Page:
Over the past two weeks, two separate analysts have said they expect Netflix (NFLX -2.50%) to raise its subscription prices as soon as next year. Jefferies analyst Brent Thill and Pivotal Research analyst Jeffrey Wlodarczak both think the streaming video leader can still raise its price despite increased competition over the past year.

But the impact of COVID-19 on the broader entertainment industry may have increased the value of Netflix relative to other options. That gives it room to raise its price.

A family watching television in a living room.

Image source: Netflix

The only place to watch new series and films every month

Netflix has been able to mostly maintain its torrid pace of releases throughout the pandemic despite shutting down productions all over the world. Management owes its ability to maintain its 2020 release schedule to its model of releasing every episode of a series at once, which necessitates a long lead time on productions.

Meanwhile, competitors -- both traditional TV networks and new streaming options -- have had to postpone releases. Movie theaters have been shut down and big releases pushed to 2021. Sports were postponed and seasons shortened. With so little content on other platforms, consumers have become increasingly familiar with that "ta-dum" Netflix intro sound.

Netflix saw a surge in subscribers earlier this year, as many people signed up and many people stayed subscribed through the summer. While Netflix may see a reversion in its growth numbers over the next couple of quarters, it appears to have gained while other competitors such as cable TV and AT&T's (T 1.60%) HBO Max have struggled to capitalize.

With strong engagement and affinity for its original series and films, Netflix is building on its virtuous cycle, Wlodarczak points out. More subscribers mean more money to spend on content. Fresh content targeted at underserved demographics expands the appeal of Netflix. Fresh content provides more value for subscribers, increasing engagement and reducing churn. And broader appeal and greater engagement are the key ingredients to another successful price hike.

The centerpiece of home entertainment

2020 has accelerated cord-cutting, which benefits streaming services. More and more traditional media companies are moving to streaming as cable subscription and advertising revenues decline. But the increase in streaming competitors should only make Netflix more valuable in light of the alternatives. Some colleagues disagree.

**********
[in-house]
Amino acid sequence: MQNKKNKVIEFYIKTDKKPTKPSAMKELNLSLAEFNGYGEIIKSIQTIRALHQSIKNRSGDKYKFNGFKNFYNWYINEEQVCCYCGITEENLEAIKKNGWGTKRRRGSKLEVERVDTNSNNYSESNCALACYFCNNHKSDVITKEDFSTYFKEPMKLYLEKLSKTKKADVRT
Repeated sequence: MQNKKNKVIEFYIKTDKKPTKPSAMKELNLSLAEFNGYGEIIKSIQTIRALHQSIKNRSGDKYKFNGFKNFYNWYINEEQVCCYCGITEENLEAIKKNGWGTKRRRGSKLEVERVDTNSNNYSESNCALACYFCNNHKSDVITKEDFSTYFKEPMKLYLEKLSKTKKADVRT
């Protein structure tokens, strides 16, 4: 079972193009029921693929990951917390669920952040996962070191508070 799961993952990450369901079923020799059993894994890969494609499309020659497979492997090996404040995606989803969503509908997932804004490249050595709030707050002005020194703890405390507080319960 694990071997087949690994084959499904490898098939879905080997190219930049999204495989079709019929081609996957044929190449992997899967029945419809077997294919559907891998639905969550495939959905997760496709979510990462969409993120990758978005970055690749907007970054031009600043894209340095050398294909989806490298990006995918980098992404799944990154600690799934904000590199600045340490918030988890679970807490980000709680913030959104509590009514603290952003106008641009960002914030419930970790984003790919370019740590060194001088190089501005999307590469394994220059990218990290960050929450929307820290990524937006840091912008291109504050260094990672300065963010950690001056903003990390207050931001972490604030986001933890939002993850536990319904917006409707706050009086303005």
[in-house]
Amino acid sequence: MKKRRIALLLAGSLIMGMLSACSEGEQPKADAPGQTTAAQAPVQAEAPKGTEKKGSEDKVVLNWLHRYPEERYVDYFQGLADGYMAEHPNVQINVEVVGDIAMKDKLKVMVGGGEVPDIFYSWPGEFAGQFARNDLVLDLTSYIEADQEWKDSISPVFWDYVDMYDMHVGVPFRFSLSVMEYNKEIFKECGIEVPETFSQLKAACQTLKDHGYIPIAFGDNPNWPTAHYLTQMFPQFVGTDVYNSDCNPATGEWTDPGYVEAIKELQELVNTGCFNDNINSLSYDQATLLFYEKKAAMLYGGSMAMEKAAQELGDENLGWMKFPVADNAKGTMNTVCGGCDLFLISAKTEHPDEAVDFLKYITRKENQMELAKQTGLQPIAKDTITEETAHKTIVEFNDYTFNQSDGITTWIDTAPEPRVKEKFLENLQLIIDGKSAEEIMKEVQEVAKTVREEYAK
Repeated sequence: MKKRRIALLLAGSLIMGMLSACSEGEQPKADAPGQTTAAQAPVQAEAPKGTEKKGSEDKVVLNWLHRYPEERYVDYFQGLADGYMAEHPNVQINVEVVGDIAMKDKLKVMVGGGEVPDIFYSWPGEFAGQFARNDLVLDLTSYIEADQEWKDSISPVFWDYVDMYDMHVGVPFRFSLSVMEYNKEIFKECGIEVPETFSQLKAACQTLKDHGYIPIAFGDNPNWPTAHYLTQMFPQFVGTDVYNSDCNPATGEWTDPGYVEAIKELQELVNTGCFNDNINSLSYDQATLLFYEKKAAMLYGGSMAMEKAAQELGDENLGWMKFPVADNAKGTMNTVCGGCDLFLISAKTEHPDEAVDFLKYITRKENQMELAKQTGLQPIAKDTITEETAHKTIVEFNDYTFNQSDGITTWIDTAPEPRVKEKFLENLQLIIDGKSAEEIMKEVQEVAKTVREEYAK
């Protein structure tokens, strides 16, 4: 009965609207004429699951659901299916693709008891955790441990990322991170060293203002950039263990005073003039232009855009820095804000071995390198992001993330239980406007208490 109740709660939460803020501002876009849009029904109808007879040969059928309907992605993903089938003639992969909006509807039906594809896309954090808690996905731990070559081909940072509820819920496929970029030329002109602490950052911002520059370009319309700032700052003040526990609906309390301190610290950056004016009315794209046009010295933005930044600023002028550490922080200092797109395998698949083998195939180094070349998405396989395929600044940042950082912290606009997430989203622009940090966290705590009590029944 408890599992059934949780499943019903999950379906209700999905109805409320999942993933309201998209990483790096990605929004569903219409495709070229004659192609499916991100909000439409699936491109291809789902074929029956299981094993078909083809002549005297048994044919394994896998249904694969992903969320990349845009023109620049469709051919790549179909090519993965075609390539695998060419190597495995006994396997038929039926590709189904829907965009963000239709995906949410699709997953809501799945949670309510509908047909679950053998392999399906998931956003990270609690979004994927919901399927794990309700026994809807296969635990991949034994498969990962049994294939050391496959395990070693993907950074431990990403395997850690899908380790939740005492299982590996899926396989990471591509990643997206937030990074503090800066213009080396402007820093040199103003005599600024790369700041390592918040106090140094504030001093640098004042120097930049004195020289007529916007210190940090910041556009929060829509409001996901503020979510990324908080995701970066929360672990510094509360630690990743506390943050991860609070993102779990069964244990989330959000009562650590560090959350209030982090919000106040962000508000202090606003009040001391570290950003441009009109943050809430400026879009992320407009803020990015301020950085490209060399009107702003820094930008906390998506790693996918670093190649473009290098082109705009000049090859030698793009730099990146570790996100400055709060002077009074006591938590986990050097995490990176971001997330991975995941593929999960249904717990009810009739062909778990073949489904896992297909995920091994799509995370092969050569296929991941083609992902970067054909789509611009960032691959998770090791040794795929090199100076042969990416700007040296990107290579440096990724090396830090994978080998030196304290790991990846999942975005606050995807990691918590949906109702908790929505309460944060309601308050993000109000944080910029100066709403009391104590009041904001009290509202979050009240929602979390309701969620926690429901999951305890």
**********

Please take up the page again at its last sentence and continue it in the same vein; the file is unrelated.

Netflix is still priced at a value, especially compared with offers such as AT&T's HBO Max. HBO Max is priced at $14.99 per month, compared with $12.99 per month for Netflix's most popular plan. Meanwhile, Netflix has more desired content for most households. And if consumers are looking to build a bundle around a few streaming services, Netflix -- not HBO Max or any other competitor -- is going to be the centerpiece of that bundle the majority of the time.

So, as more media companies launch streaming services, practically inviting consumers to cut the cord, Netflix actually becomes more valuable. And if consumers put a higher value on Netflix, they'll pay more.

What a price increase means for investors

Thill estimated that if Netflix raised pricing on its plans by $1 or $2 per month, the company could generate an additional $500 million to $1 billion in revenue in its first year. That might not sound that big for a company expected to bring in over $29 billion in revenue next year, but the impact on Netflix's free cash flow could be massive.

Netflix expects free cash flow to come in around negative-$1 billion this year. That number is likely to increase next year as it pushed lots of production from this year into next year, but it'll start dropping again in 2022. Reducing cash burn by $1 billion from a price increase would accelerate Netflix's path to breakeven cash flow, which is a key milestone for the FAANG stock and its investors.